The first three are thrillers, Harry Potter is magic and mayhem written in the early 1990s of heroes, when everyone still had a passion for reading; David Walliams is comedy for children. The remainder represent the perfect gift for birthdays and Christmas; a book you can dip in and out of written by a celebrity.
Historical novels remain perennial favourites, although Tudors have rather been done to death, and no one considers the Stuarts, except Bonny Prince Charley, as a heady topic. Fantasy set on a vast canvas which extends over a series, (Game of Thrones) is still hugely popular – you just have to get the characters right. Strong women who formed the background for Dystopian fantasy seem to have had their day for the moment, as have vampires, werewolves and angels, (Lee Weatherley – not bad but I preferred her YA thrillers). Romance never goes out of fashion because we still yearn for a happy ending, particularly we women. Although readers like to know what happens to each of the characters after they march off into the sunset of the last page and as a result Death Comes to Pemberley is hugely successful. There remains an appetite for science fiction although audiences often prefer to get their thrills not from a book but a Box Set or film. (Think about it. Reading is a solitary occupation. If I am to be scared senseless, I prefer to be sitting on the sofa clutching someone’s hand and with a cushion to hide behind. Chick-lit and RomCon – short easy reading - is right up there with the best. Hit on the right story and it really sells. Lastly, outrageous comedy will always sell although mainly for birthdays and Christmas.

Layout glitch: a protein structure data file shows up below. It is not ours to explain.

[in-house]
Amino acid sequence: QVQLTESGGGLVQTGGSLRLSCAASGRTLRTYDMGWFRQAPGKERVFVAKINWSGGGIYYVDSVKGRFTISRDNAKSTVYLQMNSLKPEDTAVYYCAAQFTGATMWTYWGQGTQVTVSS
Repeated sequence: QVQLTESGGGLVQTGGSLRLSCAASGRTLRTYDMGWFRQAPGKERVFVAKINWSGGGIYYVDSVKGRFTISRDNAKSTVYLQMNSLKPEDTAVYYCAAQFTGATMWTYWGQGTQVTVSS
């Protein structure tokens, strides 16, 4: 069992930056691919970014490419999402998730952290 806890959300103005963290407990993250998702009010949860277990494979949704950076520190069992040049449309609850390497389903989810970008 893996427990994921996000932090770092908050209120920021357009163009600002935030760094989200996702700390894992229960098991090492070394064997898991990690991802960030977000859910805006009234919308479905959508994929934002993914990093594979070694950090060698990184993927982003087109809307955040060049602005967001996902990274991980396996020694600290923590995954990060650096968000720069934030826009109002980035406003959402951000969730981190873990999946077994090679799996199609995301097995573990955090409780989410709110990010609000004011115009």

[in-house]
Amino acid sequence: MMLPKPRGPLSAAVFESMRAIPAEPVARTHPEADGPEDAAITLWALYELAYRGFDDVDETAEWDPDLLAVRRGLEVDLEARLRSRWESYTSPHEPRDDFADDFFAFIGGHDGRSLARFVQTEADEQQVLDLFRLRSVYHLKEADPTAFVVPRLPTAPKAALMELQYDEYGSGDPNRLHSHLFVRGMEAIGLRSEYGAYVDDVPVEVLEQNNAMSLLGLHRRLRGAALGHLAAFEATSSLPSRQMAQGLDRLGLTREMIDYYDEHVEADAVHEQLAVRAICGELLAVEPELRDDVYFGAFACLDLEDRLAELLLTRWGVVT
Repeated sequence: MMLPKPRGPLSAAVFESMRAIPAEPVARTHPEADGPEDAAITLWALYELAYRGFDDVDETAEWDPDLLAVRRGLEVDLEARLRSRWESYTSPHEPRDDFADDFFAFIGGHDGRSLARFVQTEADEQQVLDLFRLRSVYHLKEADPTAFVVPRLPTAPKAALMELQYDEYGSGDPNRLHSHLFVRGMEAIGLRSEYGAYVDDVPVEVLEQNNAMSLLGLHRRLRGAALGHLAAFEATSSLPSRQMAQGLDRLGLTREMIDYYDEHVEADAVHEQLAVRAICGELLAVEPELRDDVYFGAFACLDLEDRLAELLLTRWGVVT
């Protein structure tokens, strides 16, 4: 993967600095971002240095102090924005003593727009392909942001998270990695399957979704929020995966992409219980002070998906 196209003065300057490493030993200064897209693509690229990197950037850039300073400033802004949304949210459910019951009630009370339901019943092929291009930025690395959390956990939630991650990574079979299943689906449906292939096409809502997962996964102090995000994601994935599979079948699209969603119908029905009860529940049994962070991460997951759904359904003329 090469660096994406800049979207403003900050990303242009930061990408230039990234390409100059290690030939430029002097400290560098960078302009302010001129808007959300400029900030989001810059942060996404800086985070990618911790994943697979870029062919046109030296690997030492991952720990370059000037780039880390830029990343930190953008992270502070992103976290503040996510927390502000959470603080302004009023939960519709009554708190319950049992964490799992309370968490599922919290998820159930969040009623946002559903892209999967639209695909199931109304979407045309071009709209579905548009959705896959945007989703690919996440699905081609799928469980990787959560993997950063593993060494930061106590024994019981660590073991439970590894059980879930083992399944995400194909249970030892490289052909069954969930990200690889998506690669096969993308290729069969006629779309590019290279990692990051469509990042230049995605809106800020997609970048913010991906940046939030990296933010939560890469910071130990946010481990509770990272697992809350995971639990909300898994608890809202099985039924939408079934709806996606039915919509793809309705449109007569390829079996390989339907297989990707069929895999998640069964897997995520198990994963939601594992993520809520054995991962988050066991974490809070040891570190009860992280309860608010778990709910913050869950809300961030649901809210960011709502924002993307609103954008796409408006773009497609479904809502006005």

What I am saying is: if you want to be famous, you have to write something the majority of readers will want to read.
Nevertheless, whatever genre you eventually choose, you still have to promote and work as hard at promotion as you did at your writing. Join groups, use social media, donate your book to libraries. Friends will buy because they want to support you and with luck they will recommend to their friends. Even so, it will take time, trawling the various groups, commenting and blogging, offering promotions and free copies in exchange for a review. And being generous with your time by reading the work of others … very important.
Yes, it can be soul-destroying and heart-breaking. You will ask yourself a dozen times a day, why am I doing this?
The answer to that question should be: because I must … it’s a good book and deserves to be read.
First published in Fashion Magazine in 1969, Barbara Spencer embarked on a highly colourful career spanning three continents in which she was caught up in riots, wars, and choosing Miss World. An award-winning children’s author, Barbara is now writing fantasy/magical realism for an older audience.